Ted Turner's son vying in SC GOP primary

Ted Turner's son vying in SC GOP primary

(AP) Ted Turner’s son vying in SC congressional primary
By BRUCE SMITH
Associated Press
MOUNT PLEASANT, S.C.
Teddy Turner inherited his love of sailing from his father, media magnate Ted Turner. But there is less of a family resemblance when it comes to politics.

While the elder Turner leans Democratic, Teddy Turner is running as a Republican in a crowded race for an open South Carolina congressional seat created by a U.S. Senate appointment.

Teddy Turner is one of at least 10 Republicans and two Democrats running in the March 19 party primaries in this coastal district.

The contest has already attracted former South Carolina Gov. Mark Sanford, a Republican seeking to make a political comeback after an affair with an Argentine woman derailed his career, and comedian Steven Colbert’s sister, who is vying for the Democratic nomination.

The younger Turner, during an interview with the Associated Press in his home overlooking a marsh in this bedroom community near Charleston, described how his conservative views were decades in the making.

One of five Turner children and Ted Turner’s son by his first marriage to Julia Gale Nye, Robert Edward Turner IV graduated from South Carolina’s military college, The Citadel, then worked in the then-Soviet Union with CNN, the cable network his dad founded.

Later Teddy Turner held positions both with Turner Broadcasting System and Country Music Television before returning to Charleston 13 years ago. He ran several businesses and worked with underprivileged children at the South Carolina Maritime Foundation. Now he teaches economics at the Charleston Collegiate School, a private school near Charleston.

Working for CNN, Turner said he saw firsthand a busted centralized economy and experienced socialized medicine after being in a Soviet hospital following a serious traffic accident.

What concerns him most is the federal budget deficit. He said he decided to enter the race after discussions about the issue with former U.S. Rep. Tim Scott, hearing his student’s questions about the state of the economy and looking into the eyes of his three young children and wondering what kind of nation they will inherit.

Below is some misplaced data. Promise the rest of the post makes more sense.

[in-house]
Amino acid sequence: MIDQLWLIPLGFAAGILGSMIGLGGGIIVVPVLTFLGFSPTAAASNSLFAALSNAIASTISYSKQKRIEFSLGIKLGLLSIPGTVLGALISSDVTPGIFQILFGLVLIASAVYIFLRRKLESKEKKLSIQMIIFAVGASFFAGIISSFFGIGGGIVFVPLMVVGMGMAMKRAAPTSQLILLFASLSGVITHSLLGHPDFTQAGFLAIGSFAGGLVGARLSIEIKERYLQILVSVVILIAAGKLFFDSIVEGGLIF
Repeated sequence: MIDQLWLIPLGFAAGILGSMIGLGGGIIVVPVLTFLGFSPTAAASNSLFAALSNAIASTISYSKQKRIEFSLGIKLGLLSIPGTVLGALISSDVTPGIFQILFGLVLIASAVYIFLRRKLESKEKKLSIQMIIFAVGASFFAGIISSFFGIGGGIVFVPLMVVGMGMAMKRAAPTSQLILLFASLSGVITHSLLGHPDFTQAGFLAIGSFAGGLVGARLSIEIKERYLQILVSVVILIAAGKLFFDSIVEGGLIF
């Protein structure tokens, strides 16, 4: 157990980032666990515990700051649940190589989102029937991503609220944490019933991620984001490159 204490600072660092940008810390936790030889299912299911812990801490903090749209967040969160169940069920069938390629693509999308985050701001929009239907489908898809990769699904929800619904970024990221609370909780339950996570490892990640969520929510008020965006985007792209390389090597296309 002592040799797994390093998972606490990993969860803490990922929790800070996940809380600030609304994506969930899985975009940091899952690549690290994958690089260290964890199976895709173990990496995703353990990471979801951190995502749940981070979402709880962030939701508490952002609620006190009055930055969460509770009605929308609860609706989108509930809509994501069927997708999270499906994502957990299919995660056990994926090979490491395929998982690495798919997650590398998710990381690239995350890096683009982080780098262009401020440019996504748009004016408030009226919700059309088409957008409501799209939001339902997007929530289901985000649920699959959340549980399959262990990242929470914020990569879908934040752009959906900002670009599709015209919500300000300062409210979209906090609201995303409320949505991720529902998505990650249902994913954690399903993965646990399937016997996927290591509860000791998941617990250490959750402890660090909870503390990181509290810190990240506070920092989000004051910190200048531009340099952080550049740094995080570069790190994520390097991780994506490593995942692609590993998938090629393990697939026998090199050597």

Scott, a Republican, was appointed to the U.S. Senate seat left vacant when Republican Jim DeMint resigned.

The 1st Congressional District extends from the sea islands northeast of Charleston southwest to the gated communities on the resort of Hilton Head Island. It leans strongly Republican _ it’s been decades since it last sent a Democrat to Congress _ and Sanford held the seat for three terms before he was elected governor.

Making his first political race, Turner casts himself as a newcomer, not a career politician, and one who is willing to talk with those across the aisle in Congress about the nation’s troubled finances.

He said he would push for a commonsense approach, telling each agency to trim its budgets by a certain percentage. That, he says, is exactly what a business or a family would do during hard times.

With Turner, what you see is what you get, said Hacker Burr, the head of Charleston Collegiate, from which Turner is on sabbatical.

Scott Buchanan, the executive director of The Citadel Symposium on Southern Politics, said being an outsider may not work in Turner’s favor in the GOP primary.

Buchanan said he sees little evidence that likely GOP primary voters are willing to be accommodating across the aisle. He gives the early edge to three state legislators in the race, as well as to Sanford.

Turner said his dad is supportive of his congressional bid but that he doesn’t expect him to see him on the campaign trail.

Ted Turner did not immediately respond to a message from the AP seeking comment on his son’s candidacy.

The younger Turner is not a total stranger to South Carolina’s political world.

The Turners and the Sanfords own rural property in the same area of coastal South Carolina, and Turner has known Mark Sanford for years, hunting and sailing with him.

While Sanford has high name recognition after two terms as governor and a sex scandal, Turner doesn’t see it as a positive. “I think Mark has had his time,” he said.

Turner said not being a politician may be an advantage for his campaign, which began airing its first television ads last weekend.

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